Patients with BPH with or without LUTS and a history of AUR are at risk of subsequent retention episodes (23). Postoperative urinary retention is a common sequela after any type of surgery, with an overall reported incidence of 4–29% (24). Common risk factors include preexisting bladder outlet obstruction, prior AUR episodes, advanced age, diabetes mellitus, type of surgery and prolonged anesthesia, but can also occur in younger patients or those without prior episodes (25-28). One potential mechanism for AUR attributable to these factors includes temporary or permanent loss of bladder afferent and/or efferent pathways.
The risk of postoperative AUR after PPS is approximately 4% (29). In general, AUR patients can be managed with either indwelling urinary catheter or clean intermittent catheterization (CIC) for a short duration of time until spontaneous symptom resolution. In a post-PPS patient, CIC is preferred to avoid prolonged pressure exerted by an indwelling catheter in the setting of a prosthetic device to minimize the risk of erosion. Even in patients without AUR, chronically elevated PVR secondary to untreated BPH contributes to urine stagnation; placing the patient at an increased risk of a urinary and potentially device infection. Taken together, in a patient with known risk factors for postoperative AUR undergoing surgery that places them at increased risk of catheter associated complications, it is prudent to address bladder outlet obstruction before proceeding with device implantation.
There is an ever-increasing array of treatment options for BPH, with transurethral resection of the prostate (TURP) being the gold standard. With this classic approach, it is important to counsel the patient on the complications which directly impact sexual health. These would include retrograde ejaculation (23–65%), de novo ED (6%), and urethral stricture disease (4%) (12,30). Alternatives to TURP including transurethral incision of the prostate (TUIP), holmium laser enucleation of the prostate (HOLEP), and PVP all have an increased risk of ED and retrograde ejaculation. Prior to 2015, the only BPH surgical treatment that didn’t pose a risk of ED or retrograde ejaculation was prostatic urethral lift. In recent years, water vapor thermal therapy has shown promise in terms of its minimally invasive nature as well as preservation of erectile and ejaculatory function at 36-month follow-up, however, it is contraindicated in patients with a penile prosthesis for reasons that are unclear, as it does not seem to pose a greater risk than any other BPH surgery (12). A newer still treatment modality known as Aquablation® (Procept Biorobotics, Redwood Shores, CA, USA) also does not appear to increase the risk of ED, but can still cause retrograde ejaculation albeit at much reduced rate when compared to TURP (31-39). Understanding the risks and benefits of the available approaches can help guide patients to the best modality based on their individual preferences and prostate anatomy. Following BPH surgery, it is our practice to wait at least 8 weeks for resolution of irritative voiding symptoms and hematuria prior to proceeding with PPS. Failure to do so may delay diagnosis of a urinary tract infection or urethral injury in the perioperative period, as well as increase the risk of postoperative AUR.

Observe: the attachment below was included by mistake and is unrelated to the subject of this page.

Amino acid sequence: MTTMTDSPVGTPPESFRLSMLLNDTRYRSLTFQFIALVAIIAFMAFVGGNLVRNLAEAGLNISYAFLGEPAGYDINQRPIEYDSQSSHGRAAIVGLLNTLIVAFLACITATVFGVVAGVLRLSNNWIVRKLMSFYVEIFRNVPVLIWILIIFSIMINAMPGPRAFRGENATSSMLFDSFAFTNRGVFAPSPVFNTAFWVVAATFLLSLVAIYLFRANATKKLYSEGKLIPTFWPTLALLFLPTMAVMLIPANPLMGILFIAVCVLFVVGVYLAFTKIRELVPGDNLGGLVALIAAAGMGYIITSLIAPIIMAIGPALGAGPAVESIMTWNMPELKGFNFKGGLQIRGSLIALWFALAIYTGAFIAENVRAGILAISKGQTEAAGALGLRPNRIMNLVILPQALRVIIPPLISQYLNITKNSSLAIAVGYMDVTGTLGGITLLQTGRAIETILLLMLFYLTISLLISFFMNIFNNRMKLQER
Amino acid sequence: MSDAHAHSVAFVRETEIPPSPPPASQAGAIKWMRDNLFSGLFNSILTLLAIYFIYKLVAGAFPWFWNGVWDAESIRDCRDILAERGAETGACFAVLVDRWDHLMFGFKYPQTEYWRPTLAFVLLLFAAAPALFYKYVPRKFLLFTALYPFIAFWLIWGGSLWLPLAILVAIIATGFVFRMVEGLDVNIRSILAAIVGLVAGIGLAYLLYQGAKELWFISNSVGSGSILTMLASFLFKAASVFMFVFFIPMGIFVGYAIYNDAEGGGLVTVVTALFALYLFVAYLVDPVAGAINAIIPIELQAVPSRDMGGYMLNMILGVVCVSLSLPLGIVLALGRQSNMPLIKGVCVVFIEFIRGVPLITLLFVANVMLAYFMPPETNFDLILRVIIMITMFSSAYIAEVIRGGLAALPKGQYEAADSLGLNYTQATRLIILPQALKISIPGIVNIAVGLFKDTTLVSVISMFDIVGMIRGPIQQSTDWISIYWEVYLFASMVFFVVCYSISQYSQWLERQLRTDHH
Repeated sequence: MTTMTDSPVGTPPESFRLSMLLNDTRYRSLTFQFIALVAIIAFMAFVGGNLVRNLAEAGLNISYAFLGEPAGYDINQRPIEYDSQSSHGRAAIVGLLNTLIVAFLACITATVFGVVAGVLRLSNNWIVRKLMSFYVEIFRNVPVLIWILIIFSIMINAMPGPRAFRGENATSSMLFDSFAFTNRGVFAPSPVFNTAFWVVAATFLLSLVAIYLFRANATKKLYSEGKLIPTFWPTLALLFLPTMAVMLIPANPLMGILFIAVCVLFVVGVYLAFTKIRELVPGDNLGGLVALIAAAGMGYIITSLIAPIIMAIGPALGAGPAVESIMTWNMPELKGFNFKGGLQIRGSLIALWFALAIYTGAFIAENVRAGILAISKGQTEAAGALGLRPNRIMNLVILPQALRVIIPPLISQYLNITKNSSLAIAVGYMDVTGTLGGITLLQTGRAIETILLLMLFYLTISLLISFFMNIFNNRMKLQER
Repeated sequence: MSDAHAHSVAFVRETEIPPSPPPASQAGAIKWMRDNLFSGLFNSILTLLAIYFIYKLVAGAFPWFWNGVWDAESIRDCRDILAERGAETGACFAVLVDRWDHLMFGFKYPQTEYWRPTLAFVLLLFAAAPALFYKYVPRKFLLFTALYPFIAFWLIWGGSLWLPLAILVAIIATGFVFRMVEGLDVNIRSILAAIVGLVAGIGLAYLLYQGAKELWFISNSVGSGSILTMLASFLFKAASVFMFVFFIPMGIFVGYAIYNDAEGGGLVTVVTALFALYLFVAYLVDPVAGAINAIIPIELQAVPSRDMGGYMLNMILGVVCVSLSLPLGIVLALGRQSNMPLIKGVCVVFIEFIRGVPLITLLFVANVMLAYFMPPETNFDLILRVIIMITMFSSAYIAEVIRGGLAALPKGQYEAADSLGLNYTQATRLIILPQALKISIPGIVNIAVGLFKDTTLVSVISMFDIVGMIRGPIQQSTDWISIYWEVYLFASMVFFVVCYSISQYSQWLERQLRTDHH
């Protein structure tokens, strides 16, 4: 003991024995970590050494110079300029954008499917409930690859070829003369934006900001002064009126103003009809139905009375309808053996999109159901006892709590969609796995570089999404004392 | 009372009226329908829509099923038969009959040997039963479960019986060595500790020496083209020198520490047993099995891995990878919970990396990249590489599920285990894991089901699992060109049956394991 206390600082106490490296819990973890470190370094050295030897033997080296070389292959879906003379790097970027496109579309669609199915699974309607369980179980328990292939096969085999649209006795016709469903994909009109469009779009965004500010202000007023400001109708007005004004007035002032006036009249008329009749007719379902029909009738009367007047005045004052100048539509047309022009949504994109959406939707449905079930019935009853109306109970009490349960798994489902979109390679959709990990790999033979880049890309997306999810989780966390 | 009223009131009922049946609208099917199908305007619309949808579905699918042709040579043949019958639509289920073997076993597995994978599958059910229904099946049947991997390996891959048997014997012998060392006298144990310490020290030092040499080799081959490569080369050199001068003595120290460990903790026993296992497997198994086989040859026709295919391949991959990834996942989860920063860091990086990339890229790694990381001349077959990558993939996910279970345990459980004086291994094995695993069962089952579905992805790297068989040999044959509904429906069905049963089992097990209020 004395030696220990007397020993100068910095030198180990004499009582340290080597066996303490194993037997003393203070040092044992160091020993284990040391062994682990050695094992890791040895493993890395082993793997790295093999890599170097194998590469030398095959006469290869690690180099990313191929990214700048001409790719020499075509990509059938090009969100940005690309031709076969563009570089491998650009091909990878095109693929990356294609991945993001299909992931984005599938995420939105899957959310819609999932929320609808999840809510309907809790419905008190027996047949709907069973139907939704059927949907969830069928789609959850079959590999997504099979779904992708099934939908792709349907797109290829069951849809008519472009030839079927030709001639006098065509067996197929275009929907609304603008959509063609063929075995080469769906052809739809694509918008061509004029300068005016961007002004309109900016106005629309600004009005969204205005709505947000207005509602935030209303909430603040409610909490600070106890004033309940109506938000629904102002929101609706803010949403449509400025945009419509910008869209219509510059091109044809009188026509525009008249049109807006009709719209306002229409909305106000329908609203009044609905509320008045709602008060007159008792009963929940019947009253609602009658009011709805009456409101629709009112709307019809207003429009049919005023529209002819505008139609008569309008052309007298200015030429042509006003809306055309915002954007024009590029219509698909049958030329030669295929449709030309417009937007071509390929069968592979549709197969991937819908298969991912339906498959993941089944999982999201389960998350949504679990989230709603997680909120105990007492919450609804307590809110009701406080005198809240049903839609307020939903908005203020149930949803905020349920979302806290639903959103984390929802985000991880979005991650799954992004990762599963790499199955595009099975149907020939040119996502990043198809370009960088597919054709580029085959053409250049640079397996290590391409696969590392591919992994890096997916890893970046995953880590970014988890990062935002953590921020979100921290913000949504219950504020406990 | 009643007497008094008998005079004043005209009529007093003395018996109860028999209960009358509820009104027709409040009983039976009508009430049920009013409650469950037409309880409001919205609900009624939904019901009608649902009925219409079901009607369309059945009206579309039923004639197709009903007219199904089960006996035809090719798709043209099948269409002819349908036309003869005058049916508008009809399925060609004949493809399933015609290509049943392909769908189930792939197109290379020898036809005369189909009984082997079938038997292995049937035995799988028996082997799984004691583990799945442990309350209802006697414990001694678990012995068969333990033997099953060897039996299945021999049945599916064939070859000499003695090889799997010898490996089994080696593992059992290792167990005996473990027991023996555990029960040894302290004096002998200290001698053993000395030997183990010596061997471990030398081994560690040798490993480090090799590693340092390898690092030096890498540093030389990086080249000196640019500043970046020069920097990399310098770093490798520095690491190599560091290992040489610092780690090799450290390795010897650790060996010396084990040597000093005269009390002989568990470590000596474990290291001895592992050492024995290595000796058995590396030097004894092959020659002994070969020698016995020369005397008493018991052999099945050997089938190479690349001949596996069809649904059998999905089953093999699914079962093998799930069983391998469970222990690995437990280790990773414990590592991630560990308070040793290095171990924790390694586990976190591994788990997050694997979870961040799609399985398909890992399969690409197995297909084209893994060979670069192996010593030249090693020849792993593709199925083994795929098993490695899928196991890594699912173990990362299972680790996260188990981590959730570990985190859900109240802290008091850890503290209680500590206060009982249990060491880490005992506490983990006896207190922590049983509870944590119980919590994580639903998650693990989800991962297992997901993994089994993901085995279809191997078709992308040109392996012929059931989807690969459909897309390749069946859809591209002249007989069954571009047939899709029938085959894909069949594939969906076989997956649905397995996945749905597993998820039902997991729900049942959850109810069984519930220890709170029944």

Treatment of BPH after PPS
While there are clear advantages to treating BPH prior to IPP placement, this is not always possible. Patients may present with symptomatic BPH after having undergone PPS elsewhere, with symptomatic regrowth after being appropriately treated prior to PPS, and with de novo symptoms after having PPS years prior. In all the aforementioned scenarios, a thorough discussion of management options, risks, and benefits should be explored with the patient. A trial of medical management should be considered in treatment-naive patients. For those who meet clinical indications for surgical BPH treatment (i.e., recurrent urinary tract infections, bladder stones, urinary retention, and recurrent gross hematuria), the quickest and least invasive route should be employed when possible. The minimally invasive surgical therapies water vapor thermal therapy and prostatic urethral lift can both be performed using a 20-Fr rigid cystoscope sheath, Aquablation a 22-Fr sheath, GreenlightTM Laser PVP (Boston Scientific, Boston Scientific, Marlborough, MA, USA) a 26-Fr sheath, TURP a 24- or 26-Fr sheath and HOLEP a 24- to 28-Fr sheath. Simple prostatectomy may be less desirable due to the need for an indwelling catheter in the postoperative period, as well as the potential for contamination or damage to the reservoir. In addition to invasiveness of procedure, prostate size and surgeon expertise should drive selection of BPH surgery type. There is a paucity of literature for surgical management of BPH after PPS, with no literature reports of prosthesis infection after BPH surgery. Anecdotally, the authors have observed prosthesis infection after water vapor thermal therapy and PVP. While the corporal bodies diverge proximally, prostatic capsular perforation does expose this usually sterile space to urine extravasation, increasing the risk of an infection.